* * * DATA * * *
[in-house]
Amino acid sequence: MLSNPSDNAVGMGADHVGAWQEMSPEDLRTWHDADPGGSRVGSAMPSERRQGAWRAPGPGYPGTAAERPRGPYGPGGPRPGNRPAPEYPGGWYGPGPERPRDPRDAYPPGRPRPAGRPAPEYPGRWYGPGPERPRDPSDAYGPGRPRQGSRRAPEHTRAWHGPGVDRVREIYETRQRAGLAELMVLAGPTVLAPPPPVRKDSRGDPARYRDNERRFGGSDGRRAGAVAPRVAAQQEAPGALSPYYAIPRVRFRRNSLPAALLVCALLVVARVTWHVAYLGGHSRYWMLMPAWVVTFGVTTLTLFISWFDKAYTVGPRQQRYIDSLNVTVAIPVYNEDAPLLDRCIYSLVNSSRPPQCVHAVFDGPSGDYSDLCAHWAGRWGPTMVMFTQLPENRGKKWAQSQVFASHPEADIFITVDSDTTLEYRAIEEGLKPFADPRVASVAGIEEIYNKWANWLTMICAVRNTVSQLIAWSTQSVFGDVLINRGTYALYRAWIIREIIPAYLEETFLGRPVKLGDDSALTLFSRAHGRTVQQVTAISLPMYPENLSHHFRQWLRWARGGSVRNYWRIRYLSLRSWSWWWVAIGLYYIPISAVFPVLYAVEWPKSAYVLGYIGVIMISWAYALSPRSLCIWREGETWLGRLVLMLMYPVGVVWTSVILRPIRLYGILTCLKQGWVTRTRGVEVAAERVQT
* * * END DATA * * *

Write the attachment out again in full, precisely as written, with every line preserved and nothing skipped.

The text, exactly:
[in-house]
Amino acid sequence: MLSNPSDNAVGMGADHVGAWQEMSPEDLRTWHDADPGGSRVGSAMPSERRQGAWRAPGPGYPGTAAERPRGPYGPGGPRPGNRPAPEYPGGWYGPGPERPRDPRDAYPPGRPRPAGRPAPEYPGRWYGPGPERPRDPSDAYGPGRPRQGSRRAPEHTRAWHGPGVDRVREIYETRQRAGLAELMVLAGPTVLAPPPPVRKDSRGDPARYRDNERRFGGSDGRRAGAVAPRVAAQQEAPGALSPYYAIPRVRFRRNSLPAALLVCALLVVARVTWHVAYLGGHSRYWMLMPAWVVTFGVTTLTLFISWFDKAYTVGPRQQRYIDSLNVTVAIPVYNEDAPLLDRCIYSLVNSSRPPQCVHAVFDGPSGDYSDLCAHWAGRWGPTMVMFTQLPENRGKKWAQSQVFASHPEADIFITVDSDTTLEYRAIEEGLKPFADPRVASVAGIEEIYNKWANWLTMICAVRNTVSQLIAWSTQSVFGDVLINRGTYALYRAWIIREIIPAYLEETFLGRPVKLGDDSALTLFSRAHGRTVQQVTAISLPMYPENLSHHFRQWLRWARGGSVRNYWRIRYLSLRSWSWWWVAIGLYYIPISAVFPVLYAVEWPKSAYVLGYIGVIMISWAYALSPRSLCIWREGETWLGRLVLMLMYPVGVVWTSVILRPIRLYGILTCLKQGWVTRTRGVEVAAERVQT